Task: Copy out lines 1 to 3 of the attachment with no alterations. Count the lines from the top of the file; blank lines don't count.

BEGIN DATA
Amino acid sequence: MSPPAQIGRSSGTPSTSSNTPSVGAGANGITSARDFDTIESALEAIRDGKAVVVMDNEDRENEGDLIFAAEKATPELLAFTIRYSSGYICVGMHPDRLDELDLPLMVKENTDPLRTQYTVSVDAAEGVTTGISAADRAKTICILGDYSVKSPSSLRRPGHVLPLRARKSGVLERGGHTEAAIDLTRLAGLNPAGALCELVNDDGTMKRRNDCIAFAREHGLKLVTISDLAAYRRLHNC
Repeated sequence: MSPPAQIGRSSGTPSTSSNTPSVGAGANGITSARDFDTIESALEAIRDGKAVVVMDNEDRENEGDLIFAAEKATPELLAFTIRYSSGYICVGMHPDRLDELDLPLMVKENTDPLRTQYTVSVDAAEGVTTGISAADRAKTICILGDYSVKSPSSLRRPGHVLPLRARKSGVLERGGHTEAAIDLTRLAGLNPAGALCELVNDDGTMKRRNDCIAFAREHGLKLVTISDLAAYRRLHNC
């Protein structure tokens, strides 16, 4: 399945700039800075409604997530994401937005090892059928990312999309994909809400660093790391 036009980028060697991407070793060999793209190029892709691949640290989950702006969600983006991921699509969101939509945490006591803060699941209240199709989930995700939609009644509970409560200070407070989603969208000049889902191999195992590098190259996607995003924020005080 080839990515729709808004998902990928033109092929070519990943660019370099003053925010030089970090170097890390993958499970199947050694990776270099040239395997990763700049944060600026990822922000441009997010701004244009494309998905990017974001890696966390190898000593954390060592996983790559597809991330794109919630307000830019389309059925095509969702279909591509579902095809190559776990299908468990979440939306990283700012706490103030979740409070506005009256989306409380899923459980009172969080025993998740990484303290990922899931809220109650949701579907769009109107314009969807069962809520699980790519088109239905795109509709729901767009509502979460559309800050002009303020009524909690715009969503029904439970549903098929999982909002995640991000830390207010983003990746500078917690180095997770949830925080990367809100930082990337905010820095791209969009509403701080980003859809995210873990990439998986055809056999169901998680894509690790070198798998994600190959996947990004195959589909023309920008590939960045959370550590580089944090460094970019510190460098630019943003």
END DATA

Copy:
Amino acid sequence: MSPPAQIGRSSGTPSTSSNTPSVGAGANGITSARDFDTIESALEAIRDGKAVVVMDNEDRENEGDLIFAAEKATPELLAFTIRYSSGYICVGMHPDRLDELDLPLMVKENTDPLRTQYTVSVDAAEGVTTGISAADRAKTICILGDYSVKSPSSLRRPGHVLPLRARKSGVLERGGHTEAAIDLTRLAGLNPAGALCELVNDDGTMKRRNDCIAFAREHGLKLVTISDLAAYRRLHNC
Repeated sequence: MSPPAQIGRSSGTPSTSSNTPSVGAGANGITSARDFDTIESALEAIRDGKAVVVMDNEDRENEGDLIFAAEKATPELLAFTIRYSSGYICVGMHPDRLDELDLPLMVKENTDPLRTQYTVSVDAAEGVTTGISAADRAKTICILGDYSVKSPSSLRRPGHVLPLRARKSGVLERGGHTEAAIDLTRLAGLNPAGALCELVNDDGTMKRRNDCIAFAREHGLKLVTISDLAAYRRLHNC
């Protein structure tokens, strides 16, 4: 399945700039800075409604997530994401937005090892059928990312999309994909809400660093790391 036009980028060697991407070793060999793209190029892709691949640290989950702006969600983006991921699509969101939509945490006591803060699941209240199709989930995700939609009644509970409560200070407070989603969208000049889902191999195992590098190259996607995003924020005080 080839990515729709808004998902990928033109092929070519990943660019370099003053925010030089970090170097890390993958499970199947050694990776270099040239395997990763700049944060600026990822922000441009997010701004244009494309998905990017974001890696966390190898000593954390060592996983790559597809991330794109919630307000830019389309059925095509969702279909591509579902095809190559776990299908468990979440939306990283700012706490103030979740409070506005009256989306409380899923459980009172969080025993998740990484303290990922899931809220109650949701579907769009109107314009969807069962809520699980790519088109239905795109509709729901767009509502979460559309800050002009303020009524909690715009969503029904439970549903098929999982909002995640991000830390207010983003990746500078917690180095997770949830925080990367809100930082990337905010820095791209969009509403701080980003859809995210873990990439998986055809056999169901998680894509690790070198798998994600190959996947990004195959589909023309920008590939960045959370550590580089944090460094970019510190460098630019943003």